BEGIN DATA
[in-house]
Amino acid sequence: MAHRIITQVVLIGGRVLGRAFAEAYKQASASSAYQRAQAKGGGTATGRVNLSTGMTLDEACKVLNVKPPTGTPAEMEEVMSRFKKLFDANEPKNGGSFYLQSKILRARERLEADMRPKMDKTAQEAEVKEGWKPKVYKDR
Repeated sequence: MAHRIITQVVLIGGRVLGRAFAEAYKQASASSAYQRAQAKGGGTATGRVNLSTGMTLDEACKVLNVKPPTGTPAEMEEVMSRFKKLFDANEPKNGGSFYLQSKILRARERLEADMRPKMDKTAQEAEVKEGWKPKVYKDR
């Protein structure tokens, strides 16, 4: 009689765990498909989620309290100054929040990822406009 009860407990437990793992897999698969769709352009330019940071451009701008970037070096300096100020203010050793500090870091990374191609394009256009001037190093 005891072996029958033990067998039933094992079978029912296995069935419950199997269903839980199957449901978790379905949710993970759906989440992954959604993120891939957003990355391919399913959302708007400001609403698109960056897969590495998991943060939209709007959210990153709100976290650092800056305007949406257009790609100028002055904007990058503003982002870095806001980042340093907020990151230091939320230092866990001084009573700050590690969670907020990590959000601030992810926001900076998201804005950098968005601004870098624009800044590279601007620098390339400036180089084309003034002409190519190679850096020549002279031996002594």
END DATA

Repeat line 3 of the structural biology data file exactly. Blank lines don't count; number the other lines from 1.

Repeated sequence: MAHRIITQVVLIGGRVLGRAFAEAYKQASASSAYQRAQAKGGGTATGRVNLSTGMTLDEACKVLNVKPPTGTPAEMEEVMSRFKKLFDANEPKNGGSFYLQSKILRARERLEADMRPKMDKTAQEAEVKEGWKPKVYKDR